The science of retrospect, the staging of histories

Chaos Theory Theatre returns with Einstein’s Gift

Kevin Doe plays a young Albert Einstein in Chaos Theory’s latest production.
Kevin Doe plays a young Albert Einstein in Chaos Theory’s latest production.

For a young company devoted to creating theatre that is both ecologically sound and thought-provoking, Chaos Theory Theatre Company’s decision to perform Vern Thiessen’s Einstein’s Gift as their second ever production is particularly apt.

Set amongst the havoc of the First and Second World Wars, the play—despite its title—is about the life of a lesser known German scientist, Fritz Haber, as told through the perspective of Albert Einstein. Haber won the Nobel Peace Prize in 1918 for inventing synthetic ammonia, a chemical that was used in the fertilization of plants and saved thousands of people from starvation at the turn of the century. But he also oversaw the development and use of chlorine gas in World War I. This set of split accomplishments bodes for the sort of character playwrights dream of.

Nobody likes a moral quandary quite like a dramatist and Einstein’s Gift, which deals with matters of faith and nationality as well as with the ethics of science, is full of such quagmires.

The play’s themes are almost too big for the tiny venue—the Red Room in Kingston Hall—but once you get past the pitiful performance space and squeaky floor-boards, you find a gem of a production, something that is tiny, sparkling and true.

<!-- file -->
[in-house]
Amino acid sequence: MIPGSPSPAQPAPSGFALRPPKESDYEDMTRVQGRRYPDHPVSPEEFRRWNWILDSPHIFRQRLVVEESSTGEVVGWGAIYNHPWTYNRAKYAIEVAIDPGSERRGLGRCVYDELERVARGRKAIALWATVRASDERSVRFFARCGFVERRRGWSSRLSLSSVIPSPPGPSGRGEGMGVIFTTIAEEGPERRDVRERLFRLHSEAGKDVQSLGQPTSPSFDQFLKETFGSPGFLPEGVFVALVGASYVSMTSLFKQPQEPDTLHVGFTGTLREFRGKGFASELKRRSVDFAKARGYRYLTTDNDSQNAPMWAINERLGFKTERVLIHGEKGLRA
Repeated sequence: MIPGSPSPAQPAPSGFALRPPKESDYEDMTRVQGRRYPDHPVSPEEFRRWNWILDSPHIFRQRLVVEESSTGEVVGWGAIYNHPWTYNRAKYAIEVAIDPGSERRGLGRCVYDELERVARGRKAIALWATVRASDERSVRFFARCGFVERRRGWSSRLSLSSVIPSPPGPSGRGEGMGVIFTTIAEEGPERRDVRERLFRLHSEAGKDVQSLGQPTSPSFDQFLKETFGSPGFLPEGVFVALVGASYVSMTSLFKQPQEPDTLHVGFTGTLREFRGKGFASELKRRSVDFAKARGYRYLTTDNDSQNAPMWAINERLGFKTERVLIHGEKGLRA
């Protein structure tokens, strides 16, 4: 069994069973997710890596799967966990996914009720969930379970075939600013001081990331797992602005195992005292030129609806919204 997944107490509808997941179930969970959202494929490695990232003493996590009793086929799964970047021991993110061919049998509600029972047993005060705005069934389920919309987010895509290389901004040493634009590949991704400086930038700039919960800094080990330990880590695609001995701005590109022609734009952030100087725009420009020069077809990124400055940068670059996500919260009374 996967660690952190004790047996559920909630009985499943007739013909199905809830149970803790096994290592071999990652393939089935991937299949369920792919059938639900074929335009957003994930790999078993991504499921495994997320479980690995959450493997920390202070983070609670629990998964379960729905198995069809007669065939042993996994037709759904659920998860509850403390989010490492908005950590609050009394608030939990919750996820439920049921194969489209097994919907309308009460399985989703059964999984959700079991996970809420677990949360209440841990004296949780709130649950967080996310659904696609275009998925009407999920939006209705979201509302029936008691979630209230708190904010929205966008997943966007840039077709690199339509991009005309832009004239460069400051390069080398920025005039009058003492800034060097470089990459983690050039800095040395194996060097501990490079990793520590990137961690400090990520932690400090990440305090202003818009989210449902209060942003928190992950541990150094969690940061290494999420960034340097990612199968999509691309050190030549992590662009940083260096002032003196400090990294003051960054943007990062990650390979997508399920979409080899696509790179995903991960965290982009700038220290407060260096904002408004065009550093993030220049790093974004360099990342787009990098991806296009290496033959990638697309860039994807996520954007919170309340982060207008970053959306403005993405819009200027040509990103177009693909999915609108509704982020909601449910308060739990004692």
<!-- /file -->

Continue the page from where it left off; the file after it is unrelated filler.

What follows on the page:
That being said, there is something that is not quite right with the performances of Einstein and Haber, played by Kevin Doe and Matthew McFetridge respectively, in the first act of the play. Doe’s reserved portrayal of Einstein the pacifist, while obviously deliberate, is at times cloyingly underplayed. Meanwhile McFetridge portrays an arrogant, self-assured and ultimately unlikeable Haber. This could be due, though, to how the character of Fritz Haber is written rather than to McFetridge’s skills as an actor. All is forgiven and then some by the end of the second act, though, when these two men, in a scene where Einstein presents Haber with a Jewish prayer shawl, actually made me cry—an extremely difficult feat considering the high level of cynicism I subscribe to.

As Haber’s two wives, Kate Icely (Clara, wife one) and Alexsandra Marzocca (Lotta, wife two) are more consistent in their delivery. Icely’s beautifully natural and nuanced performance as Haber’s troubled first wife is particularly noteworthy.

Director Marianne Vander Dussen has created some wonderful moments in the play, notably the two dancing scenes, her use of chalk drawings on the floor, and the scene she creates where Haber and Einstein sit eating sandwiches together like two little boys in a playground. However, at times, her tendency to manipulate audience emotions feels a little too easy. I am referring to the bloody soldier who comes crawling onto the stage at the end of Act 1 and the unfurling of the Nazi flag at the beginning of Act 2. However, the more nuanced and creative scenes prove Vander Dussen has a bright future as a director ahead of her. Like the scientist this play is about, Einstein’s Gift is far from perfect but there is immense value in it as well. In fact I urge anyone who can spare the time away from studying and essay-writing during this crucial crunch period to come out and see this production. It probably can’t ripple the very fabric of society, but it just may ripple your soul.

Einstein’s Gift will be playing in the Red Room (Kingston Hall) until November 15 and will resume on November 19, finishing on the 22nd.

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